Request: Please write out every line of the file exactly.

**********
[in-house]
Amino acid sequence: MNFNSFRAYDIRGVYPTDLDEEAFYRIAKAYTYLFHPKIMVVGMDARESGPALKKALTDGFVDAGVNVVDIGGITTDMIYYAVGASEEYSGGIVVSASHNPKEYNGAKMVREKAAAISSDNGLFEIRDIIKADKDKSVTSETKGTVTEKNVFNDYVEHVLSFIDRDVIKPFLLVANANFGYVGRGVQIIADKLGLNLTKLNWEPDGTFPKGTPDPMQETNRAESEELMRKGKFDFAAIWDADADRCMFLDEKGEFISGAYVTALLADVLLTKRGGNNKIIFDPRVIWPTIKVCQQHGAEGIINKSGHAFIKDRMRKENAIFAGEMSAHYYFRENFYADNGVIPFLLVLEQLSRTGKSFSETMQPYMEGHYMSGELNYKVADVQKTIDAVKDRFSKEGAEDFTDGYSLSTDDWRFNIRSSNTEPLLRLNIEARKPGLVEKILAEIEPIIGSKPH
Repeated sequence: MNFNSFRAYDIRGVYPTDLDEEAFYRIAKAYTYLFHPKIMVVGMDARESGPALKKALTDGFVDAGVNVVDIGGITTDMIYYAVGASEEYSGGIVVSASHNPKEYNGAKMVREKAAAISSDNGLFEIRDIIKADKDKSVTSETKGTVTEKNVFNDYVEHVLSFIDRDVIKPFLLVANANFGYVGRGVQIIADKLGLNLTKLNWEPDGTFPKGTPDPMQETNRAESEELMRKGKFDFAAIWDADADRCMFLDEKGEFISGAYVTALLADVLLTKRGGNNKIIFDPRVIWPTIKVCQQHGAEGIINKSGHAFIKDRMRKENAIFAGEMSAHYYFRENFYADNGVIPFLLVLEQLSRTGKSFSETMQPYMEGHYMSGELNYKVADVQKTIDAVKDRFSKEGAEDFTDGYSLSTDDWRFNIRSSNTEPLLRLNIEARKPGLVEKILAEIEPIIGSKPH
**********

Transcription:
[in-house]
Amino acid sequence: MNFNSFRAYDIRGVYPTDLDEEAFYRIAKAYTYLFHPKIMVVGMDARESGPALKKALTDGFVDAGVNVVDIGGITTDMIYYAVGASEEYSGGIVVSASHNPKEYNGAKMVREKAAAISSDNGLFEIRDIIKADKDKSVTSETKGTVTEKNVFNDYVEHVLSFIDRDVIKPFLLVANANFGYVGRGVQIIADKLGLNLTKLNWEPDGTFPKGTPDPMQETNRAESEELMRKGKFDFAAIWDADADRCMFLDEKGEFISGAYVTALLADVLLTKRGGNNKIIFDPRVIWPTIKVCQQHGAEGIINKSGHAFIKDRMRKENAIFAGEMSAHYYFRENFYADNGVIPFLLVLEQLSRTGKSFSETMQPYMEGHYMSGELNYKVADVQKTIDAVKDRFSKEGAEDFTDGYSLSTDDWRFNIRSSNTEPLLRLNIEARKPGLVEKILAEIEPIIGSKPH
Repeated sequence: MNFNSFRAYDIRGVYPTDLDEEAFYRIAKAYTYLFHPKIMVVGMDARESGPALKKALTDGFVDAGVNVVDIGGITTDMIYYAVGASEEYSGGIVVSASHNPKEYNGAKMVREKAAAISSDNGLFEIRDIIKADKDKSVTSETKGTVTEKNVFNDYVEHVLSFIDRDVIKPFLLVANANFGYVGRGVQIIADKLGLNLTKLNWEPDGTFPKGTPDPMQETNRAESEELMRKGKFDFAAIWDADADRCMFLDEKGEFISGAYVTALLADVLLTKRGGNNKIIFDPRVIWPTIKVCQQHGAEGIINKSGHAFIKDRMRKENAIFAGEMSAHYYFRENFYADNGVIPFLLVLEQLSRTGKSFSETMQPYMEGHYMSGELNYKVADVQKTIDAVKDRFSKEGAEDFTDGYSLSTDDWRFNIRSSNTEPLLRLNIEARKPGLVEKILAEIEPIIGSKPH